In 2012, Van der Velden bought the building for around $600,000 with clear ideas about how to turn the 1450-square-foot building into the perfect home. A year later, with the $200,000 renovation complete, he was able to park himself in the comfortable bachelor pad.
Directly through the double doors, a stylish black-and-white kitchen greets you, the centrepiece of which is a self-designed table positioned beneath two huge industrial lights, harking back to the building’s working past. One step beyond, the double-height living room features a glass atrium that brings natural light into the space. A central courtyard garden brings nature close to the living quarters and makes use of rainwater harvested from the roof to water plants.
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The garden links inside and outside separate the living space from the sleeping quarters. In the master bedroom, a suspended vintage motorcycle gives the room a “wow” factor. Overall, the stunning array of second-hand furniture and collector’s items lead to a relaxed, bohemian feel. Standing out above the eating space is a beautiful old station clock, passed down to Van der Velden by his father. The designer scoured Parisian flea markets and online auctions to furnish in unique style “I wanted a place where I could showcase my collections. Like a museum, but where people aren’t afraid to touch things.” His home certainly argues the case for shunning new furniture, and creating a home full of stories and history.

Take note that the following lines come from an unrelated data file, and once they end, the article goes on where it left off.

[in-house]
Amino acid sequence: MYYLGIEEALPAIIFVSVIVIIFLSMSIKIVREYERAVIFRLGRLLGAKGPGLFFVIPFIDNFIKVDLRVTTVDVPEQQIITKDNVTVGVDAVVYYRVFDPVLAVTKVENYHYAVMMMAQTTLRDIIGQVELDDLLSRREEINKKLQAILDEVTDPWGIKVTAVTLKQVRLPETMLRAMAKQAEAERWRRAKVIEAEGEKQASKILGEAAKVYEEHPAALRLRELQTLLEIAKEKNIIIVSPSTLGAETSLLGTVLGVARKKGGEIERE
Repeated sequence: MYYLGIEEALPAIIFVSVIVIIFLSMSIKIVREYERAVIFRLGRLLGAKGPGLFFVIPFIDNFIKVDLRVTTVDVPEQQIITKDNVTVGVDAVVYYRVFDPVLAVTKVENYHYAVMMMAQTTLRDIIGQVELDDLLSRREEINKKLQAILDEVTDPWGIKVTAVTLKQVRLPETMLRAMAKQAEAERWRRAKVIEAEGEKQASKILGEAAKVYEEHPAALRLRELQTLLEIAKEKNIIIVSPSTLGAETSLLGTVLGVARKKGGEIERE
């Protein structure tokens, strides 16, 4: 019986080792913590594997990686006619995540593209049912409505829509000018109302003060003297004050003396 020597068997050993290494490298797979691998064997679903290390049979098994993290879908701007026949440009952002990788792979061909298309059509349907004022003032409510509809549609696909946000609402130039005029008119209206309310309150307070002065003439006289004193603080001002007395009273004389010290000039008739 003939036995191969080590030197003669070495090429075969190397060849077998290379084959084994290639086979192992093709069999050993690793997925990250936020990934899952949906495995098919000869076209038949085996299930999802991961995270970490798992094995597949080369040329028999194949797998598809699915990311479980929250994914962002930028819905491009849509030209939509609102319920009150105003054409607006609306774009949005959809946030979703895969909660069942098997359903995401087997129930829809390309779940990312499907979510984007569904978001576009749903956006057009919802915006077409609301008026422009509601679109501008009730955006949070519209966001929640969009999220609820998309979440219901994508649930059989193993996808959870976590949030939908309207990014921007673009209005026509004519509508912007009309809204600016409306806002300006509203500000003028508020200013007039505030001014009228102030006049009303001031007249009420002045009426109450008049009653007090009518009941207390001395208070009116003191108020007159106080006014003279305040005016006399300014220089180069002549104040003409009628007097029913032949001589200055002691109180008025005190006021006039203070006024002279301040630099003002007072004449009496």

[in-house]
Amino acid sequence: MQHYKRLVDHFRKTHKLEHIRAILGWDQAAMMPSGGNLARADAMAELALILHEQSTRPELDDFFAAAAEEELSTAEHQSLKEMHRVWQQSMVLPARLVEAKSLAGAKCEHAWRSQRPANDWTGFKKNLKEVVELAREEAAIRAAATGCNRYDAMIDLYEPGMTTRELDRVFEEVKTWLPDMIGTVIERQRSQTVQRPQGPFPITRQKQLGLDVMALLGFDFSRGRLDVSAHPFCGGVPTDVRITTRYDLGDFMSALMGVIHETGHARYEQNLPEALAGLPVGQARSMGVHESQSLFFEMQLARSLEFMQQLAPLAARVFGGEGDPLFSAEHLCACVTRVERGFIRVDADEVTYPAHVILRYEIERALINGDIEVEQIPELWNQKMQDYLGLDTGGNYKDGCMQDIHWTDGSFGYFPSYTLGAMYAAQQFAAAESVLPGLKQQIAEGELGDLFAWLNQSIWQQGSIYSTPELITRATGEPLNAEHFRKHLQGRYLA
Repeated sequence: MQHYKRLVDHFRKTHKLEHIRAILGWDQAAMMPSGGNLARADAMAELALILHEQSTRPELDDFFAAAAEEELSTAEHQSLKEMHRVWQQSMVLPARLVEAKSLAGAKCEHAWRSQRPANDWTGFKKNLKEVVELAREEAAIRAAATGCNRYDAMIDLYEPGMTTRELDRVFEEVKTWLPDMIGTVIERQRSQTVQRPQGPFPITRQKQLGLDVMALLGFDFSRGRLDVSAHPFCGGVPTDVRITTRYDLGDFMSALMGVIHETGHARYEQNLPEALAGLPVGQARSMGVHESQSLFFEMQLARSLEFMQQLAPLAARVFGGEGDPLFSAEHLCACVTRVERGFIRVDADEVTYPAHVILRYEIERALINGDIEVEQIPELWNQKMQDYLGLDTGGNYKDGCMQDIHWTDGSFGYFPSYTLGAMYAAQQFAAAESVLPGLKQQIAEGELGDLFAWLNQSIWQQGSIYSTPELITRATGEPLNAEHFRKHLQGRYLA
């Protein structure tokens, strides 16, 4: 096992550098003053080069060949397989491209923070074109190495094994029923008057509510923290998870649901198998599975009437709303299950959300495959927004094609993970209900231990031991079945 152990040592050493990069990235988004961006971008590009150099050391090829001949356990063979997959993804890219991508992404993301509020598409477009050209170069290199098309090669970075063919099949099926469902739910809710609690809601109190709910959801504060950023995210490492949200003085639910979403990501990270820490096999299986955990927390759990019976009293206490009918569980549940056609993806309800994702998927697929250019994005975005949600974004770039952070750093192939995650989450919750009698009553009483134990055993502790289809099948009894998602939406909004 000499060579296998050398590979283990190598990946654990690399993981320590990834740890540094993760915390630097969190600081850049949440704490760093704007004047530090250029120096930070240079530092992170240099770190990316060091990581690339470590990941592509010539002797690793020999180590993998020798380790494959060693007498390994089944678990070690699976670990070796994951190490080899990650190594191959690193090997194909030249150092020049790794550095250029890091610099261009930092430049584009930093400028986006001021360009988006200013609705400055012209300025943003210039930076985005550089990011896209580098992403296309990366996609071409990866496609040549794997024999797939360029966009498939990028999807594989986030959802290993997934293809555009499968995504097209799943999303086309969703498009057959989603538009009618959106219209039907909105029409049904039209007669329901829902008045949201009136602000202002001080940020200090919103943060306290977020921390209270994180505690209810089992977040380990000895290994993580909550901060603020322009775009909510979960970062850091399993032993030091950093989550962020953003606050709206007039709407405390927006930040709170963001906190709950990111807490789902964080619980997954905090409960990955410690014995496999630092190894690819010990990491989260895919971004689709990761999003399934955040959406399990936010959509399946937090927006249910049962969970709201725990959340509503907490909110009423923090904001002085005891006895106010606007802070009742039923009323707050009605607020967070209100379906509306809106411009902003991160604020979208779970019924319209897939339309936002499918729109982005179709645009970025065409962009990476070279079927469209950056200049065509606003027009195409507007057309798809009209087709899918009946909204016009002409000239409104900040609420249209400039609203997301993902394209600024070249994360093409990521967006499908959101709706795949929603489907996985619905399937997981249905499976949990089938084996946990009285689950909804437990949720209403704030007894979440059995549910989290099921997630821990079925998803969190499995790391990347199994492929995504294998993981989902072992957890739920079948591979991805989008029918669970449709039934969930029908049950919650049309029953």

+Bricks Amsterdam Images via Bricks Amsterdam via Hub Magazine
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